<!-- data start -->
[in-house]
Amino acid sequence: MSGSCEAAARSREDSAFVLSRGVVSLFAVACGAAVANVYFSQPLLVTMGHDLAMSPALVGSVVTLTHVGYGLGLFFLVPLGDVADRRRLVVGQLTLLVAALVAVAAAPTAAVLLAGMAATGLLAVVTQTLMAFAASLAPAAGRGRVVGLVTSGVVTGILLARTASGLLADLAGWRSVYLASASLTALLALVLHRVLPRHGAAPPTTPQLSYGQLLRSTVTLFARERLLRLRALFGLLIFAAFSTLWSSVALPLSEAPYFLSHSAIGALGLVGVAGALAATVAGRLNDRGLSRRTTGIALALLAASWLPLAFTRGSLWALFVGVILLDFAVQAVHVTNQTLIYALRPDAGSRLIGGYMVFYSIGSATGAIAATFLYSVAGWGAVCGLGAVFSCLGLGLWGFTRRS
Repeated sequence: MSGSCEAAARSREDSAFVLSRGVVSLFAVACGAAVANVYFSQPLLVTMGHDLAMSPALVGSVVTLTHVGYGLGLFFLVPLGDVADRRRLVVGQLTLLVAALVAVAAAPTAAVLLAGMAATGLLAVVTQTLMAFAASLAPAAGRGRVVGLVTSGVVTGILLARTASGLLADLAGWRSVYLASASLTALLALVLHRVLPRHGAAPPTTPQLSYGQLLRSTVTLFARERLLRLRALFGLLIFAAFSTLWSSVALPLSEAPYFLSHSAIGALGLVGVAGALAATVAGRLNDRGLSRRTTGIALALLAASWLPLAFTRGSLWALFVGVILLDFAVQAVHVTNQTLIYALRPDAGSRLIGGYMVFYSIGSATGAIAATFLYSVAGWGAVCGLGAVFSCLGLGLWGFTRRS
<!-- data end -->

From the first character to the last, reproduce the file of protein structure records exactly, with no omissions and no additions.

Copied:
[in-house]
Amino acid sequence: MSGSCEAAARSREDSAFVLSRGVVSLFAVACGAAVANVYFSQPLLVTMGHDLAMSPALVGSVVTLTHVGYGLGLFFLVPLGDVADRRRLVVGQLTLLVAALVAVAAAPTAAVLLAGMAATGLLAVVTQTLMAFAASLAPAAGRGRVVGLVTSGVVTGILLARTASGLLADLAGWRSVYLASASLTALLALVLHRVLPRHGAAPPTTPQLSYGQLLRSTVTLFARERLLRLRALFGLLIFAAFSTLWSSVALPLSEAPYFLSHSAIGALGLVGVAGALAATVAGRLNDRGLSRRTTGIALALLAASWLPLAFTRGSLWALFVGVILLDFAVQAVHVTNQTLIYALRPDAGSRLIGGYMVFYSIGSATGAIAATFLYSVAGWGAVCGLGAVFSCLGLGLWGFTRRS
Repeated sequence: MSGSCEAAARSREDSAFVLSRGVVSLFAVACGAAVANVYFSQPLLVTMGHDLAMSPALVGSVVTLTHVGYGLGLFFLVPLGDVADRRRLVVGQLTLLVAALVAVAAAPTAAVLLAGMAATGLLAVVTQTLMAFAASLAPAAGRGRVVGLVTSGVVTGILLARTASGLLADLAGWRSVYLASASLTALLALVLHRVLPRHGAAPPTTPQLSYGQLLRSTVTLFARERLLRLRALFGLLIFAAFSTLWSSVALPLSEAPYFLSHSAIGALGLVGVAGALAATVAGRLNDRGLSRRTTGIALALLAASWLPLAFTRGSLWALFVGVILLDFAVQAVHVTNQTLIYALRPDAGSRLIGGYMVFYSIGSATGAIAATFLYSVAGWGAVCGLGAVFSCLGLGLWGFTRRS